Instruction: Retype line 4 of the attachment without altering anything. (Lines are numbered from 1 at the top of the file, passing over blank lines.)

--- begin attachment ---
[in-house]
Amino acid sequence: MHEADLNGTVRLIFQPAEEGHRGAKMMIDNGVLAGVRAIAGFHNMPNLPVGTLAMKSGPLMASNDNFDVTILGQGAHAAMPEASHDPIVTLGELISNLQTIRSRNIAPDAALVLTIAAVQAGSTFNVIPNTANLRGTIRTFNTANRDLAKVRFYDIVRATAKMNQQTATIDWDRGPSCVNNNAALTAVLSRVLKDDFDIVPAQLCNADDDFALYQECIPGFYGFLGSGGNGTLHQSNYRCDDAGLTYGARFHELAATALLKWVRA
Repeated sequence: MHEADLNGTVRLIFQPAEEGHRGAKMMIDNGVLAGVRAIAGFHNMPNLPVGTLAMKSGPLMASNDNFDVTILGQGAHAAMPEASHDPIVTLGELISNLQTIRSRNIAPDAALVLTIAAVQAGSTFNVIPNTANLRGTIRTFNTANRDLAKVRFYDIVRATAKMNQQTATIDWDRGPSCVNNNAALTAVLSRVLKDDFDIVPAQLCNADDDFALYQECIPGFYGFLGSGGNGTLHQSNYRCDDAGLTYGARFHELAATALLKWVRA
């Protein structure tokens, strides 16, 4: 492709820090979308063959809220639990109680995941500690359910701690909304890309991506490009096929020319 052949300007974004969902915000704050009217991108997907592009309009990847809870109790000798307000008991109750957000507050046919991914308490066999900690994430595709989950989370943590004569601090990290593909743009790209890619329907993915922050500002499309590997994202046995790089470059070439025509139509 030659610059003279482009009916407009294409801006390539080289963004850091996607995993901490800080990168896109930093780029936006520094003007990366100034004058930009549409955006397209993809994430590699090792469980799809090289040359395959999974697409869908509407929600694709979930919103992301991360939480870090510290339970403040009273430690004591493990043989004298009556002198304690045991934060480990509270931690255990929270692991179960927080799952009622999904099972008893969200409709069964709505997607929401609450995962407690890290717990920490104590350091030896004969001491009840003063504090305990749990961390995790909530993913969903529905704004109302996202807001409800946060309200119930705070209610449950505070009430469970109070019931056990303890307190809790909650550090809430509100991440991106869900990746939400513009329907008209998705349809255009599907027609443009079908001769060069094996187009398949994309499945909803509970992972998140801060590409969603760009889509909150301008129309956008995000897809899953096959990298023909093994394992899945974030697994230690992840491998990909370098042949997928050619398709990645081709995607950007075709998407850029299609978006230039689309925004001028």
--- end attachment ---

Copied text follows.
């Protein structure tokens, strides 16, 4: 492709820090979308063959809220639990109680995941500690359910701690909304890309991506490009096929020319 052949300007974004969902915000704050009217991108997907592009309009990847809870109790000798307000008991109750957000507050046919991914308490066999900690994430595709989950989370943590004569601090990290593909743009790209890619329907993915922050500002499309590997994202046995790089470059070439025509139509 030659610059003279482009009916407009294409801006390539080289963004850091996607995993901490800080990168896109930093780029936006520094003007990366100034004058930009549409955006397209993809994430590699090792469980799809090289040359395959999974697409869908509407929600694709979930919103992301991360939480870090510290339970403040009273430690004591493990043989004298009556002198304690045991934060480990509270931690255990929270692991179960927080799952009622999904099972008893969200409709069964709505997607929401609450995962407690890290717990920490104590350091030896004969001491009840003063504090305990749990961390995790909530993913969903529905704004109302996202807001409800946060309200119930705070209610449950505070009430469970109070019931056990303890307190809790909650550090809430509100991440991106869900990746939400513009329907008209998705349809255009599907027609443009079908001769060069094996187009398949994309499945909803509970992972998140801060590409969603760009889509909150301008129309956008995000897809899953096959990298023909093994394992899945974030697994230690992840491998990909370098042949997928050619398709990645081709995607950007075709998407850029299609978006230039689309925004001028």